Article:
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Posts Tagged ‘liturgical catechesis’

Take a look at this new blog by a friend who works as a catechetical coordinator in a London parish: Transformed in Christ. Some of the recent topics include: Liturgical catechesis; YouCat; Vocations Sunday; Mystagogia; and ‘Are you a canal or a reservoir catechist’.

Here is the ‘mission statement‘ of the blog:

Over the past two years, I have worked in a wonderful, south London parish, organising the catechesis and sacramental programmes. I didn’t set out to work in catechesis – I was planning to go back to university to study for an MPhil, but somehow, I found myself with this job and loving every moment of it! I discovered the immense joy and privilege of handing on our Faith to others, of preparing people of all ages to receive the sacraments, and of helping people to deepen their knowledge and love for Christ. I have found that catechesis is a joyful mission of the Church, because it is a transmitting of the Faith from person to person in the power of the Holy Spirit, and in the Body of the Church. It is about people becoming transformed in Christ – discovering who they truly are in God’s eyes, and living out their lives in accordance with this truth. Now I am studying part-time for an MA in Catechetics, and this study is increasing my wonder at what a beautiful and privileged mission it is to deliver and teach the Faith to others. In the words of Blessed John Paul II:

“If the work of catechesis is to be carried out rigorously and seriously, it is today more difficult and tiring than ever before, because of the obstacles and difficulties of all kinds that it meets; but it is also more consoling, because of the kind of depth of the response it receives from children and young people. This is a treasure which the Church can and should count on in the years ahead.” [Catechesi Tradendae, 40.]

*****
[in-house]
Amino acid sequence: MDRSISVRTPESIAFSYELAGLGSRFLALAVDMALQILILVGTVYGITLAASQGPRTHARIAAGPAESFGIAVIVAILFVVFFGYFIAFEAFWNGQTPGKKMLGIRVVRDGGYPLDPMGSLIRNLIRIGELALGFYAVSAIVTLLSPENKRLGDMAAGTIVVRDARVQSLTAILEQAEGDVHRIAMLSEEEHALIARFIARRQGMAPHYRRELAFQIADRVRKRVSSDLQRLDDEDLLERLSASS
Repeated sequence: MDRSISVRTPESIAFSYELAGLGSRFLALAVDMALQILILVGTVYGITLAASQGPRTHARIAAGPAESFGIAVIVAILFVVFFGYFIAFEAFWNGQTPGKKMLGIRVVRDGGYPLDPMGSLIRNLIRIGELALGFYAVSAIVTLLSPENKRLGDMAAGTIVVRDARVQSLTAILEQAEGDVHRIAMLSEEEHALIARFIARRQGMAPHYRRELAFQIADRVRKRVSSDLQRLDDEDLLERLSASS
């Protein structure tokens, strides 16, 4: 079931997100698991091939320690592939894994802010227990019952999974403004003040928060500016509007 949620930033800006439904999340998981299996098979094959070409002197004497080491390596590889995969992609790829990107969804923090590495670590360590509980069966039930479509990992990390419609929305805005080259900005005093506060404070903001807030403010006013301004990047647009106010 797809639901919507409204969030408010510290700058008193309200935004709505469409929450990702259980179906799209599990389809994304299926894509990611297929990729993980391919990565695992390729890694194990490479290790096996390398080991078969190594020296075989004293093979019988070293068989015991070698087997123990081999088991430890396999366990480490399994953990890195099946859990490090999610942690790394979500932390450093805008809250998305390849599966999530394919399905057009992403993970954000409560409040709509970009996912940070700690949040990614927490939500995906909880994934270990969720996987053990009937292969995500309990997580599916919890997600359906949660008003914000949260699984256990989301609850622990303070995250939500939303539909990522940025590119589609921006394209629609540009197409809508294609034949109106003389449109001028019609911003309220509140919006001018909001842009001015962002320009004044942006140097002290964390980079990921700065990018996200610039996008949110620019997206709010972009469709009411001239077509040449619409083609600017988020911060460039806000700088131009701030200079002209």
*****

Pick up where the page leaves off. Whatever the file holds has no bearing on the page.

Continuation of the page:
In this blog, I want to share some of the experiences of catechesis in our parish in light of the insight and wisdom of the Church’s vision for catechesis.

And here is the ‘vision statement‘ about the nature of catechesis:

I’ve attempted to outline a brief summary of what the Church teaches us about catechesis. I think these points are clearer when enfleshed in experience, but as an underlying vision, here are some of the key ideas:

1. Catechesis is one of the ‘moments’ of evangelisation as a whole – therefore, it should be evangelising in its nature – a proclamation of the Good News. It should always have a missionary dynamic.

2. The goal of catechesis is to put people into intimacy, into communion with Jesus Christ (see Catechesi Tradendae, 5). That is the only goal! Christ is our only Way into the heart of God, into the life of the Trinity, so catechesis desires, above everything else, to put people into communion with Jesus.

3. How do people come into communion with Jesus? Through understanding and through conversion. When people grow in knowledge of Christ, of the Deposit of Faith he entrusted to the Apostles, and of His Body the Church, they grow in love with Him. John Paul II told us to present Christ as He really is to young people – the Truth is really beautiful, and really attracts, just as it is. As catechesis increases people’s love for Christ, they want to know him more deeply, and change their lives so that they are living more faithfully with Him.

4. Catechesis is above all a work of the Holy Spirit. Just as the angel Gabriel announced great News to Our Lady, so we announce the message that has been handed down to us through the Church. But it is the deep, interior work of the Holy Spirit that enables understanding and conversion to take place. As catechists, there is need for us to strive for excellence in what we do – we want to use all we have (human qualities, intelligence, hard work, building relationships with the people we teach) in the service of the work of catechesis. But it is the Lord who enlightens the mind and heart. Our job is to create the best conditions for this to take place.

These are just four main points, although there are many other principles to explore. The main sources of the Church’s recent teaching on catechesis can be found in Catechesi Tradendae (Catechesis in our time) written by Pope John Paul II in 1979, and the General Directory for Catechesis published in 1997. If you are involved in catechesis, I would really recommend having a look!

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